UN: Iranian forces were ‘shooting to kill’ protesters

Iranian security forces resorted to ‘severe violence’ against protesters. They were found to be shooting from the roof of a Justice Department building in one city. (AP)
Updated 06 December 2019

UN: Iranian forces were ‘shooting to kill’ protesters

  • Toll of 208 makes it bloodiest unrest in Iran since times of Islamic revolution

GENEVA: Iranian security forces were “shooting to kill” in their deadly crackdown against protesters in recent weeks, according to credible video footage, the UN human rights chief said on Friday.

It had obtained “verified video footage” showing security forces firing on protesters, apparently with intent to kill, the UN human rights office said in a statement.

UN High Commissioner for Human Rights Michelle Bachelet said the unrest left at least 208 people dead nationwide, supporting a toll previously given by Amnesty International. 

“There are also reports, which the UN Human Rights Office has so far been unable to verify, suggesting more than twice that number killed,” the statement added.

Iran disputes death toll figures released by foreign organizations but has so far refused to any countrywide casualty or arrest figures.

Bachelet said footage received by her office appears to show demonstrators were gunned down while running away, or being shot “directly in the face and vital organs.”

It also said that at least 7,000 people have “reportedly” been arrested in Iran since mass demonstrations erupted last month, and called for the immediate release of those arbitrarily detained.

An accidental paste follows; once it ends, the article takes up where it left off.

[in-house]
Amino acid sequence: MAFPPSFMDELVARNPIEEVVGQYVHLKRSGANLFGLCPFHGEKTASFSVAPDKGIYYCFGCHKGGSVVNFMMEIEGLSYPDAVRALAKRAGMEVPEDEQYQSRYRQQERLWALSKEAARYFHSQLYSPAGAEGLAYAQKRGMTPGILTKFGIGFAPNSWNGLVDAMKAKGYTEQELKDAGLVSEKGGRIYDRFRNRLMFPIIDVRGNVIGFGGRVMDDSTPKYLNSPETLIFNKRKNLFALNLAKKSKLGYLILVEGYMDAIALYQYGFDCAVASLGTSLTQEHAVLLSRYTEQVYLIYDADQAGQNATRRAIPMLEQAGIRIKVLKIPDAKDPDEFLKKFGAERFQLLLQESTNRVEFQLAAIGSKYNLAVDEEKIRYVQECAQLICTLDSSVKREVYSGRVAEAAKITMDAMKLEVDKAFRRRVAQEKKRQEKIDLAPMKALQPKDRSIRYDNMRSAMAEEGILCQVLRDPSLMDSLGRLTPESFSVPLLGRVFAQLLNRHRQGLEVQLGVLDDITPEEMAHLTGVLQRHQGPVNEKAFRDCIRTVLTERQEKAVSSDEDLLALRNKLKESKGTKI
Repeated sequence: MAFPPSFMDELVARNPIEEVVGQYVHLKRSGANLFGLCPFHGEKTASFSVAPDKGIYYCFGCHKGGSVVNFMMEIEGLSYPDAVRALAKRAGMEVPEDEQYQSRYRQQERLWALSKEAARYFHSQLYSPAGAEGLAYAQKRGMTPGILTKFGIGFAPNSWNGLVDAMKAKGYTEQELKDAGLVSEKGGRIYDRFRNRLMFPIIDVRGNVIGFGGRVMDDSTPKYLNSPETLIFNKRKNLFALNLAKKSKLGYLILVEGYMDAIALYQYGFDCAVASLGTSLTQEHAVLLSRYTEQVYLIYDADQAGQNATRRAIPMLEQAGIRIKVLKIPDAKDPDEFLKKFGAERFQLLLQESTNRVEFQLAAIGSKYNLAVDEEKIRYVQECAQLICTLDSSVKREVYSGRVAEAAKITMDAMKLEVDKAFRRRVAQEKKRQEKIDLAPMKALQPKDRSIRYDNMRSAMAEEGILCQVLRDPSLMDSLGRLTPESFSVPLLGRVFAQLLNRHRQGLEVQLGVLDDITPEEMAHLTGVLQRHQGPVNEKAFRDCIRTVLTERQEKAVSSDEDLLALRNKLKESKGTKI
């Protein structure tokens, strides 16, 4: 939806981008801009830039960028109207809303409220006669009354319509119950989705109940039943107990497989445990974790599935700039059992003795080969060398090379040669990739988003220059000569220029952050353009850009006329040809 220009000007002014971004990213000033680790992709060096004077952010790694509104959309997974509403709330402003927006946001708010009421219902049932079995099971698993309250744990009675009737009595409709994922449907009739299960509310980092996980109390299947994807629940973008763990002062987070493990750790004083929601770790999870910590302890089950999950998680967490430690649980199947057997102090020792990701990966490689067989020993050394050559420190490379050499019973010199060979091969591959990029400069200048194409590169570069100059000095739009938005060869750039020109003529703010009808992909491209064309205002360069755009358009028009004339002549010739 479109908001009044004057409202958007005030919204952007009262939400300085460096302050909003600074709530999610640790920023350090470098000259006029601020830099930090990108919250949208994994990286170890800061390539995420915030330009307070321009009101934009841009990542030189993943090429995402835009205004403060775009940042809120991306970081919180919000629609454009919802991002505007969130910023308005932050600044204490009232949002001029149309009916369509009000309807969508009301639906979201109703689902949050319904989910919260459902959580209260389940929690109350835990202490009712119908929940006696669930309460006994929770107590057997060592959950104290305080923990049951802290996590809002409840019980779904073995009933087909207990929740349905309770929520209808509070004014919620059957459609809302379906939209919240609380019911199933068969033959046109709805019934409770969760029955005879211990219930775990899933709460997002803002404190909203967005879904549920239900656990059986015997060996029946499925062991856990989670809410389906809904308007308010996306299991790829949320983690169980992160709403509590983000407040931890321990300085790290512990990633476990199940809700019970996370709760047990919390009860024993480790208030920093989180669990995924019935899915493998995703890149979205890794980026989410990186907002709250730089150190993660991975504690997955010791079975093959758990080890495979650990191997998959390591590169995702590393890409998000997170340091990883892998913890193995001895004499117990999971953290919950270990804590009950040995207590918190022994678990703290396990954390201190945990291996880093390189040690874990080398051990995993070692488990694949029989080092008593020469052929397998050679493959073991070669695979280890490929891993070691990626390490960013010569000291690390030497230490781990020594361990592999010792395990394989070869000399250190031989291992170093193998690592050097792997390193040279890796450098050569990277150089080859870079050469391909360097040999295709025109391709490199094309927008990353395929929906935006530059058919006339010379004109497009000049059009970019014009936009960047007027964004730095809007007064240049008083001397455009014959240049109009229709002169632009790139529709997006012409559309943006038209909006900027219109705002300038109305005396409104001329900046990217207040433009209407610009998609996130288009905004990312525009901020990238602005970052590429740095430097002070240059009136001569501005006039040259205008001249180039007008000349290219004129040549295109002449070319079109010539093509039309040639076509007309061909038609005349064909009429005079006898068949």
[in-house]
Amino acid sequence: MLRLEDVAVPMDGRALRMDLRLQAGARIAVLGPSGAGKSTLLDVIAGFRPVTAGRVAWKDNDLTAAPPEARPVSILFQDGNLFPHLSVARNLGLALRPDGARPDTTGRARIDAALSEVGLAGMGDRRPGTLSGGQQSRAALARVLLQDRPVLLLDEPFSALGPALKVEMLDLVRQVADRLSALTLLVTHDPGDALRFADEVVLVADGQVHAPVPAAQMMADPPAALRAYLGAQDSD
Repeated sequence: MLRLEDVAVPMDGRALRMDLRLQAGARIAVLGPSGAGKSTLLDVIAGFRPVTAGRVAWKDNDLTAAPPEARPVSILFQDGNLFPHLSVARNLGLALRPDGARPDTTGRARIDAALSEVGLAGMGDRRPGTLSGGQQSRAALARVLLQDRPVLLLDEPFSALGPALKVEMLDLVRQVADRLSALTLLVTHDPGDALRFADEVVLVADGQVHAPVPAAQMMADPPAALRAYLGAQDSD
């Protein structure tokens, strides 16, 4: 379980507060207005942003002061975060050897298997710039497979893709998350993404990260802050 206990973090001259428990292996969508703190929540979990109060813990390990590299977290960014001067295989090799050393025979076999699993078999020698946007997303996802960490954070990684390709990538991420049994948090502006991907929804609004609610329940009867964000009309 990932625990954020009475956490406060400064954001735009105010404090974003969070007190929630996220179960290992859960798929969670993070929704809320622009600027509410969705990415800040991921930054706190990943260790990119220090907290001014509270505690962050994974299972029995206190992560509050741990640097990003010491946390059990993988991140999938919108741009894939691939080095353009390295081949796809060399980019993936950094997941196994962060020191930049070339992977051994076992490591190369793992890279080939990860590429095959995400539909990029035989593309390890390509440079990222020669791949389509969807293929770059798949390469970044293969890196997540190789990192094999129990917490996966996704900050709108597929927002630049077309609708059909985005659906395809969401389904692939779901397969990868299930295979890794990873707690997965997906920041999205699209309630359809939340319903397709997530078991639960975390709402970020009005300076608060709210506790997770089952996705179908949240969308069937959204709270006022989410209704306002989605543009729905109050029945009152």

Such actions amounted to “serious violations of human rights,” Bachelet said. 

She urged Iran to allow independent investigations into the violations, and release of all protesters who were unfairly stripped of their liberty during the crackdown.

“Verified video footage indicates severe violence was used against protesters, including armed members of security forces shooting from the roof of a justice department building in one city, and from helicopters in another,” Bachelet said.

Bachelet’s office said it had received many reports of ill-treatment against people arrested, “including with the apparent aim of extracting forced confessions.”

The demonstrations began in mid-November after the government raised minimum gasoline prices. Cheap gasoline is practically considered a birthright in Iran, home to the world’s fourth-largest crude oil reserves despite decades of economic woes. That disparity, especially given Iran’s oil wealth, fueled the anger felt by demonstrators.

Additional video material shows “armed members of security forces shooting from the roof of a justice department building” in the city of Javanrud, west of Tehran in Kermanshah province, as well as gunfire from helicopters in Sadra, in Fars province.

The toll of at least 208 makes it the bloodiest unrest in Iran since the time of the Islamic revolution.

Iran has yet to give overall figures for the number of people killed or arrested when security forces moved in to quell the unrest that saw buildings torched and shops looted.